Liberal National Party Premier Campbell Newman has failed to convince Queensland workers that more assets need to be sold-off to reduce state debt.

Since mid-April, the state government has run a $6 million “Strong Choices” media campaign, which it claims is part of a commitment to “an open dialogue with Queenslanders about the challenges, opportunities and choices that confront us’’.

The centrepiece of the “consultation” is the Strong Choices website, which has received more than 50,000 submissions commenting on the three options on offer: increasing taxes, reducing services and the sale or lease of state assets.

The loss of more than 12,000 public service positions, cutbacks to vital community services and hikes in utility and transport costs have already hit hard. Unsurprisingly, the overwhelming majority of responses have opposed the sell-off or leasing of assets and called for an increase in taxes – specifically on mining and gambling.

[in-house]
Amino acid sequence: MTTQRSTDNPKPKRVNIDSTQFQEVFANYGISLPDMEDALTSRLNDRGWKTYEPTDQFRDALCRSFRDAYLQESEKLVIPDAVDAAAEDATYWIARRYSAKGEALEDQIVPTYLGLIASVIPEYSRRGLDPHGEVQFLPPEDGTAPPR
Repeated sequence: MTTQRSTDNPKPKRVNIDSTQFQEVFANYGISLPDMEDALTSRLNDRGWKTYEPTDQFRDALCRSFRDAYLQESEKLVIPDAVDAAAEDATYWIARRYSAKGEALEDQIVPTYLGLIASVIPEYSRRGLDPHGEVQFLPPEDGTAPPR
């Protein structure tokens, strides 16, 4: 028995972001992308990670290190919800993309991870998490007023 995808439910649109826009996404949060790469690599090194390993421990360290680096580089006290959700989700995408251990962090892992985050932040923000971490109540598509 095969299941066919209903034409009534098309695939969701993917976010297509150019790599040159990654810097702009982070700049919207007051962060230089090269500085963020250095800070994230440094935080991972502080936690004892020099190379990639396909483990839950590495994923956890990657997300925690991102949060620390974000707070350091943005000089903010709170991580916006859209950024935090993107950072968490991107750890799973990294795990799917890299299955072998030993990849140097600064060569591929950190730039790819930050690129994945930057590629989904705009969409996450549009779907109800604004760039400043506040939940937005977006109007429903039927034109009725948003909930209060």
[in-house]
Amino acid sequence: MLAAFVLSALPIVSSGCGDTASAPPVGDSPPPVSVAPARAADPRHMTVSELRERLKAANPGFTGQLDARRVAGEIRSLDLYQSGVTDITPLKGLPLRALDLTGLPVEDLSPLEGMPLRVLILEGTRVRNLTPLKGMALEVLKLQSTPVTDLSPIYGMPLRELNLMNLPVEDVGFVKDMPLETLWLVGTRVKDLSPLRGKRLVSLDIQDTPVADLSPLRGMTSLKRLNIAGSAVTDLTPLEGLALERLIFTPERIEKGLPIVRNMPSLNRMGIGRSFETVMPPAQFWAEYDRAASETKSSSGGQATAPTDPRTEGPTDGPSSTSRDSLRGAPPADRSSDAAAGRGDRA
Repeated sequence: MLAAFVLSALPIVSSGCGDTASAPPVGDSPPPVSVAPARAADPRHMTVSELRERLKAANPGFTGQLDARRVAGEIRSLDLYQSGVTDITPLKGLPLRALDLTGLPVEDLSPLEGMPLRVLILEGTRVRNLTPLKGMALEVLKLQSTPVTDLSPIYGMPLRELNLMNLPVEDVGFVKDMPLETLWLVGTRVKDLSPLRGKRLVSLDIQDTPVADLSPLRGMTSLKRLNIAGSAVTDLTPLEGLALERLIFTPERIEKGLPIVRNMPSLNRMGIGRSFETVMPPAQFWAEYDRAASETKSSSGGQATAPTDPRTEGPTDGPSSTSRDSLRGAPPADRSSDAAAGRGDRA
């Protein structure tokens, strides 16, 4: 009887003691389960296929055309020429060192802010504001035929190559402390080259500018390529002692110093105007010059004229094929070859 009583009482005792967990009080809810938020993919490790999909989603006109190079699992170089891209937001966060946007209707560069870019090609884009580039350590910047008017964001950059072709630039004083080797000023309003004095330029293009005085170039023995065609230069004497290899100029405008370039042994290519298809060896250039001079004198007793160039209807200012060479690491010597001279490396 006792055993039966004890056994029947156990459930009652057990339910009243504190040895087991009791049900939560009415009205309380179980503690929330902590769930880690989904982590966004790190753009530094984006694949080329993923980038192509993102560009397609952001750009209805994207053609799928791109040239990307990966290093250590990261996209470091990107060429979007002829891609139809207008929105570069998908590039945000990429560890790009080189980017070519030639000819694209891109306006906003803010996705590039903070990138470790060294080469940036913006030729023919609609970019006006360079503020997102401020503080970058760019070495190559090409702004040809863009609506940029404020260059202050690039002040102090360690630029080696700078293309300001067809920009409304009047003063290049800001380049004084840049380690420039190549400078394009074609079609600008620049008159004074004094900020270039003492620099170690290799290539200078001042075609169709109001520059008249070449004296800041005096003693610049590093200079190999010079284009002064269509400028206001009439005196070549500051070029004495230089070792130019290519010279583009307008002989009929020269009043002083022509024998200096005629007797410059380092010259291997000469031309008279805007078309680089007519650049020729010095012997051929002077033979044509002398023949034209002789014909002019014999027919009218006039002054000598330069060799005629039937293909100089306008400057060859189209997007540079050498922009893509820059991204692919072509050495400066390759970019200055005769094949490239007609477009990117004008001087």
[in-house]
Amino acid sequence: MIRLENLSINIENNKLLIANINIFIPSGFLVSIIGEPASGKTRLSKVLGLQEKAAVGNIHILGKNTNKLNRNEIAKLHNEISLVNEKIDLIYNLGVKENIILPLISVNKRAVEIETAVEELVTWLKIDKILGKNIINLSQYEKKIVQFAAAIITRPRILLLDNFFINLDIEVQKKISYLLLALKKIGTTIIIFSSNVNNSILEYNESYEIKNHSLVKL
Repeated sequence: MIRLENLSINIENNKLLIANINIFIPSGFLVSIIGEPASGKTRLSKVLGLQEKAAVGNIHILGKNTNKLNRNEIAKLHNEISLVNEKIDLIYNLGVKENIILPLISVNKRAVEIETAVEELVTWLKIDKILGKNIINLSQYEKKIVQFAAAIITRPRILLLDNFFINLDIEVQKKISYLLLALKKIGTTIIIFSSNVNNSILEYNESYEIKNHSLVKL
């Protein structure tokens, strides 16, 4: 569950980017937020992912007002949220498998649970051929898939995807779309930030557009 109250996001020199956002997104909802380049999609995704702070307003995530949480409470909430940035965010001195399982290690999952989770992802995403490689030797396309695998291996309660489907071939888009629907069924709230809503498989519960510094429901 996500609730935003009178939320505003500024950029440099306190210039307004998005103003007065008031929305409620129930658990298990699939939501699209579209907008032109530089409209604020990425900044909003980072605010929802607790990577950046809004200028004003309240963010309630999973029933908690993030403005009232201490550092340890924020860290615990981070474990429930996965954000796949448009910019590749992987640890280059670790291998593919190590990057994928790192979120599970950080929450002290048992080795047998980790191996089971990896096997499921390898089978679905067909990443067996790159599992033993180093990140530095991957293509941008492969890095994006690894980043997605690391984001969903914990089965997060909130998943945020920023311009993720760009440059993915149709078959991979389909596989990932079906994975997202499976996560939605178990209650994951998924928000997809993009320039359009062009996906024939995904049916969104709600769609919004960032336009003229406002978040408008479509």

Queensland is undergoing unprecedented economic expansion. The rate of growth has been high for the last 15 years (apart from a blip following the global financial crisis), and greater than any other state.

Yet the Queensland Resources Council has been promised no increase on state mining royalties for at least 10 years. “Raising those sorts of taxes may have an impact on jobs, on economic growth, on mines being developed and tourism’’, Treasurer Tim Nichols told ABC Radio on 11 May.

Such is the two-faced nature of the LNP government that, in the wake of an announcement by rail corporation Aurizon (formerly part of Qld Rail) on 7 May that 480 rail maintenance positions were being cut, Newman told reporters: “People know these things happen with privatisation.’’

Unions such as the Electrical Trades Union have been vocal in opposition to the Strong Choices campaign and the privatisation agenda of the Newman government, and have organised petition campaigns and where possible mobilisations of members at regional community consultation meetings.

But much more is needed to tap the sentiment against privatisation and growing opposition to the LNP government. Only a concerted campaign of industrial action led by unions, along with community protests, can guarantee a halt to public asset sell-offs and the protection of jobs and services.